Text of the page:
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There is no one definitive version of the Arthurian legend. The story and characters we have come from many sources, and in each one the story comes out slightly differently. Add to that all of the modern interpretations of the legend, and the whole thing becomes quite eclectic.

Arthur was born the son of Uther Pendragon and Igraine. He was taken away by Merlin while still a baby and raised by a foster family. When Uther died without a clear successor, Arthur proved his lineage by pulling the sword from the stone.

Other characters to know:

Mordred

Gawain

Percivale

The Lady of the Lake

Camelot

Arthur fell head-over-heels for Guinevere, and, for a while, it was a fairy tale marriage. Then Lancelot steps into the picture, creating one of the most famous love triangles in history. By the end, Arthur is dead, Guinevere has joined a convent and Lancelot has become a monk. In other words, no one's happy.

The sword in the stone is NOT Excalibur. Excalibur was given to Arthur by the Lady of the Lake.

Because it is generally a bad idea to have a bunch of knights sitting around with nothing to do, Arthur sends his out on a mission to find the Holy Grail (even though a prophecy had already foretold that Galahad would be the one to find it). The Holy Grail was the cup that was used by Jesus at the Last Supper and was brought to England by Joseph of Arimathea. True to the prophecy, it was Galahad, the only one who could sit in the Siege Perilous without dying, who finally found the Grail. His life's mission fulfilled, both he and the Grail ascended to heaven, leaving us with Monty Python instead.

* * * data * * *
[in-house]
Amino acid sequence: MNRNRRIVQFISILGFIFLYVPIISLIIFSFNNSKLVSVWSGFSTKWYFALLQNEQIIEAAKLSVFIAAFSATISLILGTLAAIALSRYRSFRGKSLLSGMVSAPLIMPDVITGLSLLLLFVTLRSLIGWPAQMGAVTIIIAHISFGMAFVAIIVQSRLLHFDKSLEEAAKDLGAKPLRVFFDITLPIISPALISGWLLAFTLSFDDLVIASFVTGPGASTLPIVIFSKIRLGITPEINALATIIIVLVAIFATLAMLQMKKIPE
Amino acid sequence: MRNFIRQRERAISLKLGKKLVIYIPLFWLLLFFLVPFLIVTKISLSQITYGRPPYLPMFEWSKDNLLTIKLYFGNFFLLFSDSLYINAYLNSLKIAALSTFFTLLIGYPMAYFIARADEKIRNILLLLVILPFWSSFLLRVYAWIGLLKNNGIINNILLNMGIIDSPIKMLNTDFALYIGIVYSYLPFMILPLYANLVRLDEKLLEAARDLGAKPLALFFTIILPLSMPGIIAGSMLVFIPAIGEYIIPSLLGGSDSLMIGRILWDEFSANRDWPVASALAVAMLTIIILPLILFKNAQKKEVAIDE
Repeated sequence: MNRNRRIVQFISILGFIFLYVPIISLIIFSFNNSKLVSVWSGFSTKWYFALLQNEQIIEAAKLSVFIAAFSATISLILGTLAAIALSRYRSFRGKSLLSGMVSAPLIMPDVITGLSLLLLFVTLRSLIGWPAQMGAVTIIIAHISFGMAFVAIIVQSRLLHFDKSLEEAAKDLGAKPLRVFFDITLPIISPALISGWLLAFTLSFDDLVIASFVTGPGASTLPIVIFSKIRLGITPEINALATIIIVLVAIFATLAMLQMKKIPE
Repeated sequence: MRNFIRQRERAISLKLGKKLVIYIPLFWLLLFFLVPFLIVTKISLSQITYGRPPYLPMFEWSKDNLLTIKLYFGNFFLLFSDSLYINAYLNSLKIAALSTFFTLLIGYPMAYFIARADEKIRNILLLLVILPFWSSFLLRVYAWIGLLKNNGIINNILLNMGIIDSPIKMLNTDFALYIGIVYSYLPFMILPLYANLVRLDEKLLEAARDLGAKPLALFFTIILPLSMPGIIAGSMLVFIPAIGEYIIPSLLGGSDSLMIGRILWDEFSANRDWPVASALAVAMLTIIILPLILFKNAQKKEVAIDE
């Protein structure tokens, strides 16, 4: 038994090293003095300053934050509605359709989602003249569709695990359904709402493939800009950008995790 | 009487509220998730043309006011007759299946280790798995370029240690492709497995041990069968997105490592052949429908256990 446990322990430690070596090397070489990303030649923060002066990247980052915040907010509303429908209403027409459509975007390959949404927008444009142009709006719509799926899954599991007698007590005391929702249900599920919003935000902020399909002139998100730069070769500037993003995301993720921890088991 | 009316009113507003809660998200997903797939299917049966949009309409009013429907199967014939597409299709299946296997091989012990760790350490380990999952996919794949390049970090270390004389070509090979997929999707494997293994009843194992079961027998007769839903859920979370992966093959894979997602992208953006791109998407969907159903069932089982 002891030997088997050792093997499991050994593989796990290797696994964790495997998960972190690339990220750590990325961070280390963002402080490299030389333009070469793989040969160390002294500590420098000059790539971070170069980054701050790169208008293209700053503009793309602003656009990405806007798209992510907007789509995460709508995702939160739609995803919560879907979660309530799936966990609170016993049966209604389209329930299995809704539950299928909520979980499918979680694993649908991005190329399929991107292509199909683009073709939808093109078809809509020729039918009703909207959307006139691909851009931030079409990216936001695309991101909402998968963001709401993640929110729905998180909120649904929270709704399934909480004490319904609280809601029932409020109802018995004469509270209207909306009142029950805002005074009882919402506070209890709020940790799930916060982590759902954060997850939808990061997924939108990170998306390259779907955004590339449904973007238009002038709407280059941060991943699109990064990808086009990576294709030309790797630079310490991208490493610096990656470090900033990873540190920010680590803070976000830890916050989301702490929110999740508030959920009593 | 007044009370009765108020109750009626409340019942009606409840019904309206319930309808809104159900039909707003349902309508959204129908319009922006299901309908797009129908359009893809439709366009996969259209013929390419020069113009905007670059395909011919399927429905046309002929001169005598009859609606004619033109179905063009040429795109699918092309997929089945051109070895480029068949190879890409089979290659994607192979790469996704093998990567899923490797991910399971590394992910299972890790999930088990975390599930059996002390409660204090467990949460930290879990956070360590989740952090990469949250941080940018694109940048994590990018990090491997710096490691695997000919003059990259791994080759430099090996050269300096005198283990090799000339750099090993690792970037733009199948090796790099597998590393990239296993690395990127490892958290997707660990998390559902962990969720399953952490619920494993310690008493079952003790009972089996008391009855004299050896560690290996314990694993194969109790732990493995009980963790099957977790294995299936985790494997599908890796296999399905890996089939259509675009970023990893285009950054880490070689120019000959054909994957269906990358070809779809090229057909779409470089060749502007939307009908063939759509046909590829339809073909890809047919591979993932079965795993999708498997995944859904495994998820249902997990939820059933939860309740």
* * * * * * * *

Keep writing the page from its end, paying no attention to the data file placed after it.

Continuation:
The two most mystical characters of the Arthurian legend are Merlin and Morgan le Fay. Merlin acts as prophet, magician, and court advisor. Some stories have him end his days trapped in a crystal prison by the woman he loved. Morgan le Fay is perhaps the most shifting of the Arthurian characters. She is Arthur's half-sister and sometimes she is portrayed as his enemy, but not always. She is sometimes healer, sometimes shape-shifter, sometimes jealous lover. She is supposedly one of the women who took Arthur to Avalon.

Selected Bibliography: Currin, Nathan. King Arthur & The Knights of the Round Table | History, Legend and Everything in Between. Web. 17 Sept. 2010. <http://www.kingarthursknights.com/default.asp>. "King Arthur, Caerleon and Camelot." Caerleon Past Present And Future Roman Isca Camelot of King Arthur Ryder Cup 2010. Web. 18 Sept. 2010. <http://www.caerleon.net/history/arthur/page12.htm>. "YouTube - The Search for King Arthur." YouTube - Broadcast Yourself. Web. 18 Sept. 2010. <http://www.youtube.com/watch?v=Pa4v5gH3b18>.

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